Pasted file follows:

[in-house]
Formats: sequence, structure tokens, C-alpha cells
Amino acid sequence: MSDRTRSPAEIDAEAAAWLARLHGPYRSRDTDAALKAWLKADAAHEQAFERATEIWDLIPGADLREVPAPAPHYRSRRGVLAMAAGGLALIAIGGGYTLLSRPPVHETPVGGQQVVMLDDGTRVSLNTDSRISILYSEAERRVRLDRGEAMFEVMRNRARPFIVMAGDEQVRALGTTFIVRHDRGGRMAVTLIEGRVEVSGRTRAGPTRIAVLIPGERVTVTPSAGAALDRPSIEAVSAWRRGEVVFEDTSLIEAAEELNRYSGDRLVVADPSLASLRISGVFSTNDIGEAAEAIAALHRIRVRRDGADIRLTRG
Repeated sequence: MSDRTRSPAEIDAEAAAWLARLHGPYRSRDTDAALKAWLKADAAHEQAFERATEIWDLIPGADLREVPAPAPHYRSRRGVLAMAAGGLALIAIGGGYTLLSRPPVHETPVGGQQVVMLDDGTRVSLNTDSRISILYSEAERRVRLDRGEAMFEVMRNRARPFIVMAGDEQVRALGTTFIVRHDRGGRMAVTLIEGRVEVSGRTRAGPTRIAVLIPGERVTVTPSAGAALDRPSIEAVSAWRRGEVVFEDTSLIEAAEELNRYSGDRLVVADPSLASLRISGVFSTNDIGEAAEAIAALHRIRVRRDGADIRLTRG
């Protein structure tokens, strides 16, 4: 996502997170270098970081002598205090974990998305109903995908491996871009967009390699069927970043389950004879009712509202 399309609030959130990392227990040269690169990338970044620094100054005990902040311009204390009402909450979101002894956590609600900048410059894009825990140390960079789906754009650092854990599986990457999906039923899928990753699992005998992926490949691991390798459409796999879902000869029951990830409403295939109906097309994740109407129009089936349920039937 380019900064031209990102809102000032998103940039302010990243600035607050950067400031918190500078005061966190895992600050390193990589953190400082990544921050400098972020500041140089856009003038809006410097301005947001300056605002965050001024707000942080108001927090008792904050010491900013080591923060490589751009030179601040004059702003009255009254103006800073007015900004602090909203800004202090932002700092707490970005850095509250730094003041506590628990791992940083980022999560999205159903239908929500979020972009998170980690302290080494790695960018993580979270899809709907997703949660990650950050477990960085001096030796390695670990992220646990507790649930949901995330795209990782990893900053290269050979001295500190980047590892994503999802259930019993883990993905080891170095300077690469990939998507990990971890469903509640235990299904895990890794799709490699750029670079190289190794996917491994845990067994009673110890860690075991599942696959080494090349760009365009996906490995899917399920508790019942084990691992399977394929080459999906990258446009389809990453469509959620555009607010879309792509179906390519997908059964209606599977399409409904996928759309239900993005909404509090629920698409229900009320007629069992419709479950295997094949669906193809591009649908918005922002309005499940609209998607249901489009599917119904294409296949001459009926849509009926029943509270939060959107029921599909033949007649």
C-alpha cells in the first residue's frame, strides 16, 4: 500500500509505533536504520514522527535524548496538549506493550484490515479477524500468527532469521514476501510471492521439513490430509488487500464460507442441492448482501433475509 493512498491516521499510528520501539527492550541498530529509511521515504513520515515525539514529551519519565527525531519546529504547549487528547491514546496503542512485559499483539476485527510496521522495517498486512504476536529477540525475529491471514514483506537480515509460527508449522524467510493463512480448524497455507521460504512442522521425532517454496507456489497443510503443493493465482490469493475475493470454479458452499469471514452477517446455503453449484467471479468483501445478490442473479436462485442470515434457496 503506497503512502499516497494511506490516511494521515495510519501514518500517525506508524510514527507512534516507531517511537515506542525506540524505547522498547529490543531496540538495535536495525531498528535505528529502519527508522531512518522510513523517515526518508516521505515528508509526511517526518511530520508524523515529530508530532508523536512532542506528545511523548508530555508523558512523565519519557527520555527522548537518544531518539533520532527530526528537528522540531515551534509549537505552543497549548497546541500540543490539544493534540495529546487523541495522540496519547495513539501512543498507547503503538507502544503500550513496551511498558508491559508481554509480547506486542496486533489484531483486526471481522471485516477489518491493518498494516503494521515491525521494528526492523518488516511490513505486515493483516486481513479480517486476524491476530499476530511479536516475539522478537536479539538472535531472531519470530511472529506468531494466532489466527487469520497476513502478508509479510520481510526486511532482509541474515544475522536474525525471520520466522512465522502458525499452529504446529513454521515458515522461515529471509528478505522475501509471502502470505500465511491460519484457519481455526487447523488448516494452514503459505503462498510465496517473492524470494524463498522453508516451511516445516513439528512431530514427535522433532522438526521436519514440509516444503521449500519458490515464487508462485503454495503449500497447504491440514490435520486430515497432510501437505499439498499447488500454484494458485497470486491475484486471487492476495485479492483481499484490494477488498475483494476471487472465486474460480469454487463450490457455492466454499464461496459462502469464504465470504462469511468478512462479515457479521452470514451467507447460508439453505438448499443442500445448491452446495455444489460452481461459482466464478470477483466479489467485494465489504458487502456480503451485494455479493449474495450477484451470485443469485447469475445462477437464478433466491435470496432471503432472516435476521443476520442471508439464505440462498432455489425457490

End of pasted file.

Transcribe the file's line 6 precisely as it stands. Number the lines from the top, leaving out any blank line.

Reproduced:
C-alpha cells in the first residue's frame, strides 16, 4: 500500500509505533536504520514522527535524548496538549506493550484490515479477524500468527532469521514476501510471492521439513490430509488487500464460507442441492448482501433475509 493512498491516521499510528520501539527492550541498530529509511521515504513520515515525539514529551519519565527525531519546529504547549487528547491514546496503542512485559499483539476485527510496521522495517498486512504476536529477540525475529491471514514483506537480515509460527508449522524467510493463512480448524497455507521460504512442522521425532517454496507456489497443510503443493493465482490469493475475493470454479458452499469471514452477517446455503453449484467471479468483501445478490442473479436462485442470515434457496 503506497503512502499516497494511506490516511494521515495510519501514518500517525506508524510514527507512534516507531517511537515506542525506540524505547522498547529490543531496540538495535536495525531498528535505528529502519527508522531512518522510513523517515526518508516521505515528508509526511517526518511530520508524523515529530508530532508523536512532542506528545511523548508530555508523558512523565519519557527520555527522548537518544531518539533520532527530526528537528522540531515551534509549537505552543497549548497546541500540543490539544493534540495529546487523541495522540496519547495513539501512543498507547503503538507502544503500550513496551511498558508491559508481554509480547506486542496486533489484531483486526471481522471485516477489518491493518498494516503494521515491525521494528526492523518488516511490513505486515493483516486481513479480517486476524491476530499476530511479536516475539522478537536479539538472535531472531519470530511472529506468531494466532489466527487469520497476513502478508509479510520481510526486511532482509541474515544475522536474525525471520520466522512465522502458525499452529504446529513454521515458515522461515529471509528478505522475501509471502502470505500465511491460519484457519481455526487447523488448516494452514503459505503462498510465496517473492524470494524463498522453508516451511516445516513439528512431530514427535522433532522438526521436519514440509516444503521449500519458490515464487508462485503454495503449500497447504491440514490435520486430515497432510501437505499439498499447488500454484494458485497470486491475484486471487492476495485479492483481499484490494477488498475483494476471487472465486474460480469454487463450490457455492466454499464461496459462502469464504465470504462469511468478512462479515457479521452470514451467507447460508439453505438448499443442500445448491452446495455444489460452481461459482466464478470477483466479489467485494465489504458487502456480503451485494455479493449474495450477484451470485443469485447469475445462477437464478433466491435470496432471503432472516435476521443476520442471508439464505440462498432455489425457490